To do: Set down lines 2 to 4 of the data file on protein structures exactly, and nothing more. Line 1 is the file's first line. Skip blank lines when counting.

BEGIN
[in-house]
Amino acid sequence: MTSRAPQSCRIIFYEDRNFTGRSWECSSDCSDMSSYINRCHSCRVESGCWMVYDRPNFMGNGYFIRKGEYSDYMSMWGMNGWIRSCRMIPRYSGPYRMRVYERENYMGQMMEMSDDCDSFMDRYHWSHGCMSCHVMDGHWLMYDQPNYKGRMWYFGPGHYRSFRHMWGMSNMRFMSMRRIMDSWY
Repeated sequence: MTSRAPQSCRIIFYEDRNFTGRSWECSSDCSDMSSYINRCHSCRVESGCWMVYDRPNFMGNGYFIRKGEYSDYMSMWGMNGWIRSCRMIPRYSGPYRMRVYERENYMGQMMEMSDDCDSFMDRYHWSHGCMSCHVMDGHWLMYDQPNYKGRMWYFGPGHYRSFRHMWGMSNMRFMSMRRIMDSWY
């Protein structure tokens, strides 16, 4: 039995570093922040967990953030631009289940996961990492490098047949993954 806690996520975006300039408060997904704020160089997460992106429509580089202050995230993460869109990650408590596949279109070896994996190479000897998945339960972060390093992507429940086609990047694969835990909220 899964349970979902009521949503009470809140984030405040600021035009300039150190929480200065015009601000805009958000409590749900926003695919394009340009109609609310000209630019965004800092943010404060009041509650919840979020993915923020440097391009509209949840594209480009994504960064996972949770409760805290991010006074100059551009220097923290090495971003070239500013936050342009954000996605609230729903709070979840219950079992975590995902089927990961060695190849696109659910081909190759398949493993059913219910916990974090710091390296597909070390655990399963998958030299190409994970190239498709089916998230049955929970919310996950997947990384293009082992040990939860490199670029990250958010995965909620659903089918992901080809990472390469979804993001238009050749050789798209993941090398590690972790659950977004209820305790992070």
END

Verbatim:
Amino acid sequence: MTSRAPQSCRIIFYEDRNFTGRSWECSSDCSDMSSYINRCHSCRVESGCWMVYDRPNFMGNGYFIRKGEYSDYMSMWGMNGWIRSCRMIPRYSGPYRMRVYERENYMGQMMEMSDDCDSFMDRYHWSHGCMSCHVMDGHWLMYDQPNYKGRMWYFGPGHYRSFRHMWGMSNMRFMSMRRIMDSWY
Repeated sequence: MTSRAPQSCRIIFYEDRNFTGRSWECSSDCSDMSSYINRCHSCRVESGCWMVYDRPNFMGNGYFIRKGEYSDYMSMWGMNGWIRSCRMIPRYSGPYRMRVYERENYMGQMMEMSDDCDSFMDRYHWSHGCMSCHVMDGHWLMYDQPNYKGRMWYFGPGHYRSFRHMWGMSNMRFMSMRRIMDSWY
């Protein structure tokens, strides 16, 4: 039995570093922040967990953030631009289940996961990492490098047949993954 806690996520975006300039408060997904704020160089997460992106429509580089202050995230993460869109990650408590596949279109070896994996190479000897998945339960972060390093992507429940086609990047694969835990909220 899964349970979902009521949503009470809140984030405040600021035009300039150190929480200065015009601000805009958000409590749900926003695919394009340009109609609310000209630019965004800092943010404060009041509650919840979020993915923020440097391009509209949840594209480009994504960064996972949770409760805290991010006074100059551009220097923290090495971003070239500013936050342009954000996605609230729903709070979840219950079992975590995902089927990961060695190849696109659910081909190759398949493993059913219910916990974090710091390296597909070390655990399963998958030299190409994970190239498709089916998230049955929970919310996950997947990384293009082992040990939860490199670029990250958010995965909620659903089918992901080809990472390469979804993001238009050749050789798209993941090398590690972790659950977004209820305790992070």